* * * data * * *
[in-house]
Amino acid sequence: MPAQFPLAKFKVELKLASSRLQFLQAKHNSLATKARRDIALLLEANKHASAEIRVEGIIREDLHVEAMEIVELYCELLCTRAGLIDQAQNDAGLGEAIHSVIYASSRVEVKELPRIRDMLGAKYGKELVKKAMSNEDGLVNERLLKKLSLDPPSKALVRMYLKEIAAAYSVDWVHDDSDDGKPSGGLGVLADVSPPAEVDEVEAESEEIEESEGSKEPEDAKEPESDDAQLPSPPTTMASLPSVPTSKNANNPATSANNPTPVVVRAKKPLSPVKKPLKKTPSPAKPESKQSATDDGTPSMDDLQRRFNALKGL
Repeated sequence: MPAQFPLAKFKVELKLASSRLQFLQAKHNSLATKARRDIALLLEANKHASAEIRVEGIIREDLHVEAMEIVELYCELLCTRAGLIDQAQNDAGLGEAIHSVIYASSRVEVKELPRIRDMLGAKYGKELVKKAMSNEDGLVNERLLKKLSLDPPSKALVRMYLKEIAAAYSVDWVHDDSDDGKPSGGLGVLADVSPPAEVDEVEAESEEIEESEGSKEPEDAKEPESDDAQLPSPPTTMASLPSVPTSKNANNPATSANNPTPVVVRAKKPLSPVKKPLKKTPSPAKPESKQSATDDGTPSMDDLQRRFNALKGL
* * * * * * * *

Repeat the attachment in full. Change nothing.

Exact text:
[in-house]
Amino acid sequence: MPAQFPLAKFKVELKLASSRLQFLQAKHNSLATKARRDIALLLEANKHASAEIRVEGIIREDLHVEAMEIVELYCELLCTRAGLIDQAQNDAGLGEAIHSVIYASSRVEVKELPRIRDMLGAKYGKELVKKAMSNEDGLVNERLLKKLSLDPPSKALVRMYLKEIAAAYSVDWVHDDSDDGKPSGGLGVLADVSPPAEVDEVEAESEEIEESEGSKEPEDAKEPESDDAQLPSPPTTMASLPSVPTSKNANNPATSANNPTPVVVRAKKPLSPVKKPLKKTPSPAKPESKQSATDDGTPSMDDLQRRFNALKGL
Repeated sequence: MPAQFPLAKFKVELKLASSRLQFLQAKHNSLATKARRDIALLLEANKHASAEIRVEGIIREDLHVEAMEIVELYCELLCTRAGLIDQAQNDAGLGEAIHSVIYASSRVEVKELPRIRDMLGAKYGKELVKKAMSNEDGLVNERLLKKLSLDPPSKALVRMYLKEIAAAYSVDWVHDDSDDGKPSGGLGVLADVSPPAEVDEVEAESEEIEESEGSKEPEDAKEPESDDAQLPSPPTTMASLPSVPTSKNANNPATSANNPTPVVVRAKKPLSPVKKPLKKTPSPAKPESKQSATDDGTPSMDDLQRRFNALKGL